Five Study Abroad Programs in Thailand
Exotic. Friendly. These two words come up again and again in conversations, articles, and essays about Thailand. As the only country in Southeast Asia never to be colonized by the West, Thailand remains unique enough to attract those who have previously traveled or lived in Southeast Asia, while providing familiar Western amenities for those who have never studied abroad.
Dr. Thomas Gething, Coordinator of the Southeast Asian Language Program at the University of Washington (Seattle) and Field Director for the Advanced Study of Thai Program (Chiang Mai), praises Thailand as a good site for students with all backgrounds and language levels. Although the program he oversees accepts only students with intermediate-to-advanced Thai language abilities, Gething encourages students with a general interest in Southeast Asia to consider Thailand for study abroad. He says of its advantages, "People here are generally very accepting... whereas, in other parts of Asia, you can be kind of isolated if you're carrying on too much. I think women get along well in Thailand. It's relatively low cost, it's not like Japan where you have to take out huge student loans to cover the cost of study there. They have a good tourist infrastructure, which means that for the very beginner, if you're having culture shock and you want a McDonald's hamburger, you can get one."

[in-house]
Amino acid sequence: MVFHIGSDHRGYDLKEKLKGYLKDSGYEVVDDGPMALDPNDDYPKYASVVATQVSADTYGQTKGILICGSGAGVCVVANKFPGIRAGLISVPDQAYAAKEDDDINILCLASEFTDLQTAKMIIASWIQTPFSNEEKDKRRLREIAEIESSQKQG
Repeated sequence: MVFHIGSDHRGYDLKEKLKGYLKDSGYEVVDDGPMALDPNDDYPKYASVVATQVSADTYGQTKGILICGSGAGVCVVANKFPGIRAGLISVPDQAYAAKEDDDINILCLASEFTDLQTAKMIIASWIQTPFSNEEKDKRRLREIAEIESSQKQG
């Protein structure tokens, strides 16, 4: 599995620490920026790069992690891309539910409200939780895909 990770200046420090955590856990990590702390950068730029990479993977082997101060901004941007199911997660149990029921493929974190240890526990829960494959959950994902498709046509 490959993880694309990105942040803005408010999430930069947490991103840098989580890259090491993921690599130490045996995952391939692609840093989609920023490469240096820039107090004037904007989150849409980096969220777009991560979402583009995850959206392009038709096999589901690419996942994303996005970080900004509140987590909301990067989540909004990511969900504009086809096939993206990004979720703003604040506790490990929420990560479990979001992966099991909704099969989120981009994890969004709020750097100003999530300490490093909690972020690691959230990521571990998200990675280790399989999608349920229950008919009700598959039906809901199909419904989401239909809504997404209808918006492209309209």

Not only does Thailand have advantages in terms of cost, infrastructure, and access, it is an ideal place to research many different fields: development and environmental issues, Buddhism, tourism in Southeast Asia, issues related to various tribal ethnic minorities, and, of course, traditional Thai culture, art, and language. Carol Dickerman, Director of the Office of International Programs at the University of Michigan, cautions students that the real key to a successful study abroad experience is not as much picking the right country or city as it is picking the right program, in Thailand and elsewhere.